According to a recent French Supreme Court ruling, a service provider leading a selective distribution network could lawfully forbid any sale of its products in a marketplace. In a decision dated September 13, 2017, the Court held that if a lawful selective distribution network is in place, there is no reason to contest its right to forbid the sale of products on online platforms that have not been approved. Cass. Com., Sept. 13, 2017, No. 16-15.067.
In this case, Caudalie, a manufacturer of cosmetic products under its trademark and distributing its products via a selective distribution network, was applying for interim measures by fast-track proceedings against eNova santé on the basis of Article L.442-6, I, 6 of the French Commercial Code. Caudalie was contesting eNova’s sale of Caudalie’s products on eNova’s online platform without eNova being part of the selective distribution network.
Caudalie considered that the sale of its products via the online platform, thus outside of the selective distribution network, constituted a manifestly unlawful disturbance. The company argued that such behavior was against the prohibition of selling outside the scope of the selective distribution network to its selective vendors.
In a ruling dated February 2, 2016, the Paris Court of Appeal ruled in favor of eNova santé and held that the restriction requested by Caudalie represented a restriction of competition. It referred to several decisions in which similar facts presented themselves and the restriction of competition was recognized: two decisions of the French Competition Authority (n°14-D-07, July 23, 2014 and n°15-D-11, June 24, 2015) regarding the selective distribution network of Samsung; a press release dated November 18, 2015, of the same French Competition Authority regarding a case involving adidas (Press releases 2015, 18 November 2015: Online sales, "The Autorité de la concurrence has closed an investigation against Adidas"); and a decision of the German Competition Authority regarding Asics and adidas (Bundeskartellamt, n° B2-98/11, August 26, 2015).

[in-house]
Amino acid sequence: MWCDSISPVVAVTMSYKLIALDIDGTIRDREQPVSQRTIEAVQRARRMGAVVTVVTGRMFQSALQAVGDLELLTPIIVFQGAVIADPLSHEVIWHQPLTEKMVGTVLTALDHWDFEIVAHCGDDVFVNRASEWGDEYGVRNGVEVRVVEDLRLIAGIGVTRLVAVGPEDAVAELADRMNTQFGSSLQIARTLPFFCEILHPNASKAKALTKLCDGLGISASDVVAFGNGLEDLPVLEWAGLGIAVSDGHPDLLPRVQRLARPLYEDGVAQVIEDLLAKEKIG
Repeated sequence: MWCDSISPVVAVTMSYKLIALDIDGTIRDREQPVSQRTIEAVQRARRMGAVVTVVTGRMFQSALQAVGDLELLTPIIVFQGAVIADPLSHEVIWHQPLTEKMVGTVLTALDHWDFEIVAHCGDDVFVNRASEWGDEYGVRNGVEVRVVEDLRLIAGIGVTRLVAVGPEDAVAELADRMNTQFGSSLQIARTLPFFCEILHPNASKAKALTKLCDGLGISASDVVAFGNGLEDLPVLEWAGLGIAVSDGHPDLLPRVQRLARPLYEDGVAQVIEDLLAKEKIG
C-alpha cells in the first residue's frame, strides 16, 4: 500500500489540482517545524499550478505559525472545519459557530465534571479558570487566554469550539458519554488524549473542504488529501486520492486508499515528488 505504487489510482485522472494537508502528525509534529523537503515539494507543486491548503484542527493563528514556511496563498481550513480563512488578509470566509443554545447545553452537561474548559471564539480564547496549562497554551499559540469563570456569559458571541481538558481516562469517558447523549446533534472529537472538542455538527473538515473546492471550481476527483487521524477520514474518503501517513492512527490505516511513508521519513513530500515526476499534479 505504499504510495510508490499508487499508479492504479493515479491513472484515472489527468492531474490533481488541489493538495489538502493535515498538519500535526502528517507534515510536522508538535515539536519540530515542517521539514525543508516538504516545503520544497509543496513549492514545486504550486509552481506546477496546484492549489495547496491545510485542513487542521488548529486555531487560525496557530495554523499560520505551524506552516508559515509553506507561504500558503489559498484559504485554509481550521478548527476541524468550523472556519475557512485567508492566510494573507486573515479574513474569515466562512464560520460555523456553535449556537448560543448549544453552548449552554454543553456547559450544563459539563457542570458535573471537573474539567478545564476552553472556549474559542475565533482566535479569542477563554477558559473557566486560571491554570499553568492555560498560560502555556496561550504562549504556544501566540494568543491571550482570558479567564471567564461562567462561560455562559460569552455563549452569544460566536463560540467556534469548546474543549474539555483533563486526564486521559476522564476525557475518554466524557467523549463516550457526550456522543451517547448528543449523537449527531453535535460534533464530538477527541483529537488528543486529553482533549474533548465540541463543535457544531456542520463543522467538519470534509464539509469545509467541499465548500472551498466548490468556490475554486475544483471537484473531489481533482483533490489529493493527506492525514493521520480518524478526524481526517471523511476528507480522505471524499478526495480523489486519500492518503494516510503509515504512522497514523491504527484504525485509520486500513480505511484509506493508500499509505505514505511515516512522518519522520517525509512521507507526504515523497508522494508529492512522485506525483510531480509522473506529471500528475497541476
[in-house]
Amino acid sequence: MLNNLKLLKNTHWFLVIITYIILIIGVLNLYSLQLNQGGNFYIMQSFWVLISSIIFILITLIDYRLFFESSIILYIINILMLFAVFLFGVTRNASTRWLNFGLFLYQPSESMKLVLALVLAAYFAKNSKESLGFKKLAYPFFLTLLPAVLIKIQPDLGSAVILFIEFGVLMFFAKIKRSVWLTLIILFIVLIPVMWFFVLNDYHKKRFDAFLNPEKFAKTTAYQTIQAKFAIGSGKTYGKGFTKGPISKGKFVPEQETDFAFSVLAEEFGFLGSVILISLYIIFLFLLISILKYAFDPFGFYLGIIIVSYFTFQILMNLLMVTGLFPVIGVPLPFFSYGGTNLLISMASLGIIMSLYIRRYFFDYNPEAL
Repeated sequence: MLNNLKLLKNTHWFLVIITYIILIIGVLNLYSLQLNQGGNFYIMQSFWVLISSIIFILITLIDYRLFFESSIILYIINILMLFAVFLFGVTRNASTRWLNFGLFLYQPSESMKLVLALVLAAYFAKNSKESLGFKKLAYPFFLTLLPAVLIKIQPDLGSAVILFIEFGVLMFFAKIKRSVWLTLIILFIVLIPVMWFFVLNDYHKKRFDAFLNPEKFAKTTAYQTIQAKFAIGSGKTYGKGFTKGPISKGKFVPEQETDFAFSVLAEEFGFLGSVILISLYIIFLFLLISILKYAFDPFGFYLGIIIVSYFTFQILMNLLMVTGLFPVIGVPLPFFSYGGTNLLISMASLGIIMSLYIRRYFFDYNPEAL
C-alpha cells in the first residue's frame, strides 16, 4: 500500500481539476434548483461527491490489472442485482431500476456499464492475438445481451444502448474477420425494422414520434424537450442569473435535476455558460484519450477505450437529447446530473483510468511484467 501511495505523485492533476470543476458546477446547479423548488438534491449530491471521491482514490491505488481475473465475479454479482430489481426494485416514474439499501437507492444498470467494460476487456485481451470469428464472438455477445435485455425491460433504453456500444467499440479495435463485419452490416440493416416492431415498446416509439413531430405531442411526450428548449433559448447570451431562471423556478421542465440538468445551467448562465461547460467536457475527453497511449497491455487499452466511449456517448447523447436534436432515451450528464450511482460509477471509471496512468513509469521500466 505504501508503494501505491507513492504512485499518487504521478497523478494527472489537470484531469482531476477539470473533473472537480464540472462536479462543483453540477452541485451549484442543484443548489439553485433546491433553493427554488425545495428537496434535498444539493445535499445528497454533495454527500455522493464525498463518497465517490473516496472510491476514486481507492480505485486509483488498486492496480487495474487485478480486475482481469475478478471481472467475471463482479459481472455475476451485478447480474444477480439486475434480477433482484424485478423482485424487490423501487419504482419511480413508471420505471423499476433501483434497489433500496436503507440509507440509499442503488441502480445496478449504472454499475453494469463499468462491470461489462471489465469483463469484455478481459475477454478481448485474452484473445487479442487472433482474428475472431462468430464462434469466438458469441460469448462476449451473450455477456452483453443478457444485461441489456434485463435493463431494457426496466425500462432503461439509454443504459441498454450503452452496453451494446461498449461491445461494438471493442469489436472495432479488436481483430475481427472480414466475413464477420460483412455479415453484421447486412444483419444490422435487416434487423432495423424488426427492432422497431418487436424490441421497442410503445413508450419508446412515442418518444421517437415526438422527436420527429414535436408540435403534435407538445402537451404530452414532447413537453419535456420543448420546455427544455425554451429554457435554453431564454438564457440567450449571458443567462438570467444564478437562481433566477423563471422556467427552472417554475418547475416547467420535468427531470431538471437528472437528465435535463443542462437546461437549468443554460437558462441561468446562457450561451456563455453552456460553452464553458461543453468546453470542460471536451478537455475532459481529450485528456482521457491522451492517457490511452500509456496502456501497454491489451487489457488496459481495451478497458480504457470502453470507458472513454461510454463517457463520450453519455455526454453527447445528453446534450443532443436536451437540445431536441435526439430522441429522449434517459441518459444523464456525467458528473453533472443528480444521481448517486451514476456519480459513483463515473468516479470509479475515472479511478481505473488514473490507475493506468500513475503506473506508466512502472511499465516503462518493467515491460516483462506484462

Judges held that the interdiction imposed on Caudalie’s selective vendors to use an online platform, whatever the characteristics, could constitute a restriction of competition excluded from the benefice of any exemption. Therefore, no manifestly unlawful disturbance could be found.
The Supreme Court overruled this decision and stated that the Paris Court of Appeal did not explain how the decisions it referred to were susceptible to exclude the existence of a manifestly unlawful disturbance resulting from the violation of the selective distribution network of Caudalie, which had been held lawful by decision No. 07-D-07, dated March 8, 2007, of the French Competition Council.
The Court thus found the decision of the Paris Court of Appeal devoid of any legal basis and reversed it. As a consequence, the Supreme Court referred the case back to the Paris Court of Appeal with a different composition.
For another recent case on selective distribution networks see the November 1 issue of the INTA Bulletin.
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